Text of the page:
Study visit to Norway
In February 2016 the Latvian Project team visited Norway to learn more about activities implemented in the world’s leading e-mobility country. The programme of the study tour was prepared by Jan Tore Gjøby from the Norwegian project partner Enmira AS.
Here’s a little insight into the visit:
The Norwegian EV Association unites around 30 000 members. The main objective of Norwegian Government for supporting development of e-mobility is substantial reduction of CO2 emissions in transport sector.
Around 75 000 electric vehicles have been registered in Norway and the most sold models are Volkswagen e-Golf, Nissan Leaf and Tesla. The main factors fostering rapid development of e-mobility in Norway are substantial tax reductions (registration tax and VAT) when purchasing EV’s, as well as fuel and maintenance savings.
There are more than 6000 EV charging points in Norway, 323 of them providing fast or semi-fast charging. Although charging possibilities in the Northern part of Norway are limited at the moment, there are plans to develop charging network in this area as well in order to provide sufficient charging opportunities throughout the country. Joakim Sveli from Fortum Charge and Drive told that his company is actively installing fast charging stations in all regions of Norway. Use of fast chargers is a paid service while public slow charging is mostly free for users.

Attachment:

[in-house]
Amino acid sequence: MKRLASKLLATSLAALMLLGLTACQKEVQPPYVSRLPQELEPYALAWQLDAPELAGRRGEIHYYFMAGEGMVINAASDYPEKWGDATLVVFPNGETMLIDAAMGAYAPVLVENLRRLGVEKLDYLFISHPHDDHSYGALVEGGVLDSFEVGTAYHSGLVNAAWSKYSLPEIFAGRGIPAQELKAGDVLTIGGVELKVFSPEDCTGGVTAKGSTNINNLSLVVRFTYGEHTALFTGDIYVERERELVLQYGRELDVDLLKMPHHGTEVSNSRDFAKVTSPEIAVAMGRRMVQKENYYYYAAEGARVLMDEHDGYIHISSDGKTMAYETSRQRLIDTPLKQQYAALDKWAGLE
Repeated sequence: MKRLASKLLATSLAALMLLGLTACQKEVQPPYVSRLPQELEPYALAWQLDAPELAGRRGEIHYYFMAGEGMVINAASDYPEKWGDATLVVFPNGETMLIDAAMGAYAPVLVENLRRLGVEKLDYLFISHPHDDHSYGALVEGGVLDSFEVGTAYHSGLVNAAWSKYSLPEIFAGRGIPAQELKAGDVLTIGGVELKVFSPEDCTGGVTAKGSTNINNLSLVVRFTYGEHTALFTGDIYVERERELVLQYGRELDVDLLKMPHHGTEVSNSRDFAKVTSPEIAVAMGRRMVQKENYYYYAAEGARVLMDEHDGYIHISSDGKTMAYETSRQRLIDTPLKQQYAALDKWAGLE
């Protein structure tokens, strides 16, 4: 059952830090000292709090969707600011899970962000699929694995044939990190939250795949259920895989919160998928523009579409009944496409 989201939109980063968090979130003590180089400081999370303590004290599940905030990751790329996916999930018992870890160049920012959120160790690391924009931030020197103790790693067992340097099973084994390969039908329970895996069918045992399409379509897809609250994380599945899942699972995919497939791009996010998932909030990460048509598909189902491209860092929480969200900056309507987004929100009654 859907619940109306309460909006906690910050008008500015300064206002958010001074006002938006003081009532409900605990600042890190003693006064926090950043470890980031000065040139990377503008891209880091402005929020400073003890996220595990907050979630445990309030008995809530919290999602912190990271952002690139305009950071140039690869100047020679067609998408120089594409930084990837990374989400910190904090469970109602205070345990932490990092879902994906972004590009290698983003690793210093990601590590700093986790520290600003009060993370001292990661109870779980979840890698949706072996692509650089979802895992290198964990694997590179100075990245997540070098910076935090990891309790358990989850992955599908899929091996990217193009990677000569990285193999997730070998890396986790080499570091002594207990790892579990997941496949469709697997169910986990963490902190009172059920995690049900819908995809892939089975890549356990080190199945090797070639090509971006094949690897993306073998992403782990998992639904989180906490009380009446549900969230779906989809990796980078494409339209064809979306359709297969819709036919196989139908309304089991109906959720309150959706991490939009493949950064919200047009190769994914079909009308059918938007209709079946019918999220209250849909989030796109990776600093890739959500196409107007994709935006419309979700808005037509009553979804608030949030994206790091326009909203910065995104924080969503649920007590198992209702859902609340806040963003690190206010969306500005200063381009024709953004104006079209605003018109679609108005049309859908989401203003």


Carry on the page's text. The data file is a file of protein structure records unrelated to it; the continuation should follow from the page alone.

In the nearest future the world’s largest EV parking and charging facility in the center of Oslo will be opened by Salto Ladestasjoner, with capacity of close to 100 EV to be parked and charged simultaneously. The parking lot is located beneath an ancient castle and can be used as bomb shelter in case of need.
Another important advantage is that EV’s in Norway are allowed to use public transport lanes but due to increasing number of EV’s during morning hours to drive into the centre of Oslo at least two persons have to be inside the car.